Week ended Aug 25th 2023: Nvidia, Jackson Hole and real interest rates
“Turning to the outlook, although further unwinding of pandemic-related distortions should continue to put some downward pressure on inflation, restrictive monetary policy will likely play an increasingly important role. Getting inflation sustainably back down to 2 percent is expected to require a period of below-trend economic growth as well as some softening in labor market conditions
. Fed Chairman Jerome Powell at Jackson Hole Symposium, Aug 25th 2023
Before getting into the modest news flow this week – including what flowed from the Jackson Hole Symposium – let’s kick off the end of this lazy August week with a quick market summary.
Global equities were generally better on the week except for China, whose economy remains under the microscope. Nonetheless, global indices remain negative for August and for the 2H2023.
US equity indices were mixed, with tech shares generally rallying, leading the NASDAQ Comp to the week’s biggest gains.
US Treasury yields were higher at the short end of the curve and slightly lower at the intermediate and long end, with the yield on the policy-influenced 2y UST closing above 5% for the first time since the mini-bank crisis in early March.
Corporate credit continues to be better bid, with spreads narrowing across the investment grade-high yield spectrum. The only exception was EUR high yield, which experienced slightly wider spreads WoW.
Gold was stronger and oil was marginally weaker WoW. The US Dollar continues to defy gravity and is slowly strengthening against the DXY index, with both Sterling and the Euro continuing (as expected) to back off of recent highs (vis-à-vis the US Dollar).
If you want to see the gory detail, for the week and more, go straight to "The Tables" section below.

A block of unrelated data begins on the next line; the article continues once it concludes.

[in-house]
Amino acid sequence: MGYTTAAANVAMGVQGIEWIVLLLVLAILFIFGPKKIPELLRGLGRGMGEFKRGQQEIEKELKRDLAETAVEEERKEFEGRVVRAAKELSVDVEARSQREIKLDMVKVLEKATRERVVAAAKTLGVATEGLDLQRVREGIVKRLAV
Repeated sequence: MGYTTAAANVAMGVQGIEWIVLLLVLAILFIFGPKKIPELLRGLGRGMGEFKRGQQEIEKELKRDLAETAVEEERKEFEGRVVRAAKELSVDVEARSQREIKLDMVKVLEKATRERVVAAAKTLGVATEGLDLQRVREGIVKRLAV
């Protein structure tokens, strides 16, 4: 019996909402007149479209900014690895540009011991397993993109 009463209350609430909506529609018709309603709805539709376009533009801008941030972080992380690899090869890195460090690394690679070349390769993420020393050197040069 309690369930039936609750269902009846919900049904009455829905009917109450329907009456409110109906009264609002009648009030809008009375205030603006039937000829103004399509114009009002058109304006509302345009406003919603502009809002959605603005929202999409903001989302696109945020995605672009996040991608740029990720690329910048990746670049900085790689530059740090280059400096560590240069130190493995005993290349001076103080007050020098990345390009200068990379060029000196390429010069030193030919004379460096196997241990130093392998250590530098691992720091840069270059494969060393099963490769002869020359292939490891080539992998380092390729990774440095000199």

WHAT HAPPENED THIS WEEK THAT MATTERED?
There wasn’t a lot of newsworthy market-moving news this week, although three things caught my ear.
Nvidia’s remarkable results, announced Wednesday after the close, inspired a short dose of euphoria and “feel good” in risk markets the morning following the release, which quickly faded as the day wore on. (Friday re-started the upward trajectory in tech shares but for other reasons apparently.)
Most eyes and ears were focused on the Jackson Hole Symposium which started Thursday evening, and more specifically on what Mr Powell would say.
There seems to be more and more discussion, especially on #Bloomberg, regarding real interest rates. I took quick look at whether or not the current level of real interest rates (around 2%) should be concerning given history.
Nvidia 2Q23 earnings
Nvidia (NVDA) announced their 2Q2023 earnings (quarter ended July 31, 2023) on Wednesday after the close (company press release here). The results far exceeded analysts’ consensus expectations on the top and bottom line, as well as representing significant “beats” vis-à-vis the prior quarter and the same quarter of the prior year, as you can see below:
NVDA is perfectly positioned to take advantage of the groundswell of interest in AI, probably more than any other company, and this is reflected in the company’s 2Q23 results, as well as the very optimistic guidance provided by CEO (and co-founder) Jensen Huang on the analysts’ call following the earnings release. The company also increased its share repurchase programme to $25 billion. For context, the company repurchased circa 7.5 million shares for $3.28 billion in the second quarter. Despite this remarkable quarter and favourable guidance – and without going on and on about NVDA – three things bother me:
Any way you slice it, the valuation using fundamental analysis looks ridiculous. I wrote about this last week so will not repeat what I said then. However, the pop in the shares post-earnings in fact proved to be short-lived, even as nearly every analyst on the Street rushed to bang up their price targets to $550-$600+ per share following the earnings release (which raises many other questions that I won’t drift into in this update). Great company, stupid price…..be patient because this is FOMO at its best.
Results in the 2Q23 might have been better-than-expected because sales were brought forward from China, which is facing a reduction (or elimination) of its ability to source the most sophisticated AI chips from US chip companies like NVDA courtesy of the Biden Administration. (See Reuter’s article regarding August 9th executive order here.)